He found a great deal of inspiration in the works of the key American poets and writers of the mid-XX century: Frank O'Hara, Edward Gorey, Gertrude Stein. He shared with them an indomitable appetite for life, wrapped up in stylized sophistication and life affirming vigour.
Katz's ongoing responsibility is to restlessly reveal the vibrancy and vitality hidden in his portraits and landscapes. He still wants to capture the "now" of the ephemeral moments that find their way into his internal world and then onto his paintings. In many ways, one of his major accomplishments has been to transform the flatness of his pictures into something captivating and intriguing. This unique approach to his work reflects the collective spirit of his contemporaries from the 1960's. They wanted to bring out the aggressiveness of the surface from their canvases, which was best captured by emphasising the flatness of the objects they represented.
In the previous era of the 1950's, the influence of Impressionism was still strongly felt among American painters, who represented surfaces suffused with softness, against which Katz reacted in his own work. Katz gradually discovered his own voice when he started to focus on topics reflecting his daily life and the lives of his closest acquaintances, friends and family. Concentrating on his immediate reality enabled him not to fall into the trap of merely following trends or copying other artists's styles and techniques.
In his paintings, Katz is able to reveal how light is both mirrored and deflected by the light once its motion is captured on the canvas.
During his early years in art school, he learned to rethink how perspective should be subverted and explicitly avoided in modern painting techniques. As a general rule, Katz and his contemporaries were strongly discouraged from using shadowing, model design and illustrative descriptions in their paintings. Their only building blocks were the straight lines on a simple geometric plane. Their goal was to seize the urgency of the present moment and reveal it with minimum means and decorum.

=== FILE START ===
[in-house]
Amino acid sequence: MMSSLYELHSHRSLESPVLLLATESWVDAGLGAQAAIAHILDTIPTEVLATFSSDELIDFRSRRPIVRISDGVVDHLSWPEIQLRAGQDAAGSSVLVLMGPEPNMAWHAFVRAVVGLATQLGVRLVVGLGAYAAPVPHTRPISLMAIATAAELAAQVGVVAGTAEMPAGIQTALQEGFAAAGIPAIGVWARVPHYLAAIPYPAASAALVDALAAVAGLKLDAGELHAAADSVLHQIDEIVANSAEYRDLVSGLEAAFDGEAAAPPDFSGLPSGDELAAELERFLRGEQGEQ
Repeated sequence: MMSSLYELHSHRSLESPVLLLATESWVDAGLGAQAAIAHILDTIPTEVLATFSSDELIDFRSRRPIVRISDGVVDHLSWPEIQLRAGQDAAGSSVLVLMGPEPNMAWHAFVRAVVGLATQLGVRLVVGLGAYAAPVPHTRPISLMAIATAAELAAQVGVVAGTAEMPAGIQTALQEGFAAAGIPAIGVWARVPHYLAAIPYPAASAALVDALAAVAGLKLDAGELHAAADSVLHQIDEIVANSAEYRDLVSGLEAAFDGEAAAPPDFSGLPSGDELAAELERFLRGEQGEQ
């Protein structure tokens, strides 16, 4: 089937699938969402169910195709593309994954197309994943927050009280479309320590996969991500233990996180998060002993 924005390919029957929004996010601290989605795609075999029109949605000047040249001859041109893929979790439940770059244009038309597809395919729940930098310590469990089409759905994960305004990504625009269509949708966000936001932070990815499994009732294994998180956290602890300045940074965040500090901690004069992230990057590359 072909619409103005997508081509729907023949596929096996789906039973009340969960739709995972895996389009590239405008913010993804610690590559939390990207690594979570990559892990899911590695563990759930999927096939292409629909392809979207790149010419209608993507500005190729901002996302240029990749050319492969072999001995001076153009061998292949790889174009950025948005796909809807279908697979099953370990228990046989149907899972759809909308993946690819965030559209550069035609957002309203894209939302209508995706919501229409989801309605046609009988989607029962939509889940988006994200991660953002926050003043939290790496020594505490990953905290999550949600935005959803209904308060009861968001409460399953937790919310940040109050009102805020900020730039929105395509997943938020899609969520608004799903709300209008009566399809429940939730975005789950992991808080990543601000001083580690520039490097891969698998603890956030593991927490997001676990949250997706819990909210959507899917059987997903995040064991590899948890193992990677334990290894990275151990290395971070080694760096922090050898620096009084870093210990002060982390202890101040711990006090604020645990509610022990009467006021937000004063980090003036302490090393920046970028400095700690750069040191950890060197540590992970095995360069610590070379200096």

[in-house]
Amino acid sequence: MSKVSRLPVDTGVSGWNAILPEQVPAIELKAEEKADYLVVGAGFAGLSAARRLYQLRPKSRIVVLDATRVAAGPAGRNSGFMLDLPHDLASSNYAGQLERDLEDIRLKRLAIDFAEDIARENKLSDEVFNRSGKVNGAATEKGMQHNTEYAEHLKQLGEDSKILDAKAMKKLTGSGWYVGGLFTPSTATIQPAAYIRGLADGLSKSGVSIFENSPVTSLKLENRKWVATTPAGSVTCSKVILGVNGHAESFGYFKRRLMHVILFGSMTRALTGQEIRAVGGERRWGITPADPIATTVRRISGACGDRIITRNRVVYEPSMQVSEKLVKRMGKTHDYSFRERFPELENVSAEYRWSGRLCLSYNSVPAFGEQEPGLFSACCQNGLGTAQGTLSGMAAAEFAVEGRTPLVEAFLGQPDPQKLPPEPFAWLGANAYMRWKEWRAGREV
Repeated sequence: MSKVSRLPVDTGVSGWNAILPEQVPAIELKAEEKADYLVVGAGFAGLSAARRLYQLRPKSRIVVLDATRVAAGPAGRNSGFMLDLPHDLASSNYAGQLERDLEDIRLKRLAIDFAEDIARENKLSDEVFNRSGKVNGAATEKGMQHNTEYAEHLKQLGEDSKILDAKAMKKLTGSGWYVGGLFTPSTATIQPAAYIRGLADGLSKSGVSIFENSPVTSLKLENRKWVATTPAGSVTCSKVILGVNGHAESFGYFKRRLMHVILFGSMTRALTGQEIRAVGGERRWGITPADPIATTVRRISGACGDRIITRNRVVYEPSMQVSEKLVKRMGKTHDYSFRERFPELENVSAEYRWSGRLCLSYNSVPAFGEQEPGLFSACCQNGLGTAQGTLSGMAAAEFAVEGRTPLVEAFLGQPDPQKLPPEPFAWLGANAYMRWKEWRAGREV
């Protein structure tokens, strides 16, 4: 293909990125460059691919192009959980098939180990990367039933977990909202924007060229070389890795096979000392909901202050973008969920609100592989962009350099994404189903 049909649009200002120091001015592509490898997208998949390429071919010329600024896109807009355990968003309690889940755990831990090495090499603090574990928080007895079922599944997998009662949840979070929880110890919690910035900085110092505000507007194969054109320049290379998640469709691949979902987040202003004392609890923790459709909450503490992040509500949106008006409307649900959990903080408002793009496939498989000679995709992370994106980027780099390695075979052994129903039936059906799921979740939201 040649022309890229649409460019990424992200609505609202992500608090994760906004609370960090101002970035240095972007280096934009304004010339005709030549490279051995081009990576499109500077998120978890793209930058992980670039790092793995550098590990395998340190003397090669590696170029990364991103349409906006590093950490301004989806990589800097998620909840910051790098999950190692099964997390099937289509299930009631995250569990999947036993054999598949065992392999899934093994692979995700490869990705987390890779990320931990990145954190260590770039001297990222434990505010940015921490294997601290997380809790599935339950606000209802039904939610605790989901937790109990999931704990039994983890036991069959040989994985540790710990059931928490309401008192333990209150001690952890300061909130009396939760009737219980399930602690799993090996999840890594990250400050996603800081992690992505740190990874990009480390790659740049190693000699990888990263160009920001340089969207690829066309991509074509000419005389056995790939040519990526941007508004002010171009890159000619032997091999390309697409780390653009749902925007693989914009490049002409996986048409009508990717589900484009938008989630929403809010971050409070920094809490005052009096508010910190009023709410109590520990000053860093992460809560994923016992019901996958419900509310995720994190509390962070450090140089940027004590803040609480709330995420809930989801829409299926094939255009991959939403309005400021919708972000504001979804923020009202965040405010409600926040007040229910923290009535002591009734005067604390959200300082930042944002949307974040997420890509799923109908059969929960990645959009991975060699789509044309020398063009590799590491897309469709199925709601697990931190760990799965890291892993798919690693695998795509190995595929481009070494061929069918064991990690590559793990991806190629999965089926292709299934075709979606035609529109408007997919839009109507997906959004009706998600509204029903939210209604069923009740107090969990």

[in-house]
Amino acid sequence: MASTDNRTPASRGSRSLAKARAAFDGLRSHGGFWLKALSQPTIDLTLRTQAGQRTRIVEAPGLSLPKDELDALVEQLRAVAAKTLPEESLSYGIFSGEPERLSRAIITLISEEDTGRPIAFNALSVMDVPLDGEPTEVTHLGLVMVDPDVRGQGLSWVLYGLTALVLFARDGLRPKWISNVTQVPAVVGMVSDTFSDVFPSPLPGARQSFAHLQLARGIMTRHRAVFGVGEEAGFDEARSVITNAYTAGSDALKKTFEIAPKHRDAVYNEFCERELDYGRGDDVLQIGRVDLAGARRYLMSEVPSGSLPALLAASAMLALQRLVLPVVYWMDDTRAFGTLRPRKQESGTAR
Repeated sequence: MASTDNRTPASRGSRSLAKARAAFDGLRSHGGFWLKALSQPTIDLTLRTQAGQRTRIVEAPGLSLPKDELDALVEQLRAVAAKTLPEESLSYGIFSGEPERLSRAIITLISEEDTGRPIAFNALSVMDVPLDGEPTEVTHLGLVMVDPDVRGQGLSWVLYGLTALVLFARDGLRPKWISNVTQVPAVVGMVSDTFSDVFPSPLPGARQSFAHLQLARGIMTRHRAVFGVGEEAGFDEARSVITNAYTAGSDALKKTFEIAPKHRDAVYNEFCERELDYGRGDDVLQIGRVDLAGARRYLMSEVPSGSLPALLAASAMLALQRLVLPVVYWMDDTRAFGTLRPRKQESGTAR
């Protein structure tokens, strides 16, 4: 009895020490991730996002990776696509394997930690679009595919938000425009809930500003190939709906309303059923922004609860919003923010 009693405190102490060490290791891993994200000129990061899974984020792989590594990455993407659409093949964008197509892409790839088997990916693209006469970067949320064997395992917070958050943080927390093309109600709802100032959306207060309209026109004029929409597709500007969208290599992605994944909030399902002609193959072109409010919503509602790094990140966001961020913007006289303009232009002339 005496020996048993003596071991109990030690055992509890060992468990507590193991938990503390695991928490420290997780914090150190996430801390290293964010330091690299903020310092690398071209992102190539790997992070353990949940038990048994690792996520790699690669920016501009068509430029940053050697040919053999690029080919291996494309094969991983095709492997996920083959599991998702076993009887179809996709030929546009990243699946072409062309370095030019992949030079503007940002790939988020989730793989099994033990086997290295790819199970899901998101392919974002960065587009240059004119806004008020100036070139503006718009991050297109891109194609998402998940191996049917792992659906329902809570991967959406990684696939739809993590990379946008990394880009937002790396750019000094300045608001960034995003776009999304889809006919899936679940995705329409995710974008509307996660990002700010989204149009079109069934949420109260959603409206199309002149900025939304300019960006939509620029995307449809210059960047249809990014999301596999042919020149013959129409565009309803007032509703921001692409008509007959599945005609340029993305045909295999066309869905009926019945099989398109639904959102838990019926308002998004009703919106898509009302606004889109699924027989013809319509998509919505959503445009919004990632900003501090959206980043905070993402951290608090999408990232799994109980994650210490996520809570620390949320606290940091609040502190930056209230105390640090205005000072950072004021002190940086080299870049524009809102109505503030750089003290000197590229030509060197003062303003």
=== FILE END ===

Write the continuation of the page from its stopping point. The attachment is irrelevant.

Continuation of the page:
But from early on, Katz wanted to find a way to make representational work that looked fresh and new. He wanted his paintings to spread over canvases ever expanding in size. He seized the momentum of Pop Art's adoption of contemporary thinking and graphic ideas which informed his physical sense of styling. Throughout his body of work, Katz has increasingly chosen to keep perception in the foreground and relegate meaning to the background. He came to the conclusion that the latter decelerates the momentum of the former. In accordance with the vision of the 1950s Abstract Expressionists painters his intention is to dismantle meaning from the picture altogether. Significance, context and form must be prevented from slowing down the immediacy which can be captured by the absence of conventional descriptions.
Although Katz always acknowledges the debt of gratitude he owes to Abstract Expressionism, he also single-mindedly pursued a representational commentary in his own work. This is how he managed to extract the impulse of abstraction from an inner exploration towards the outside world.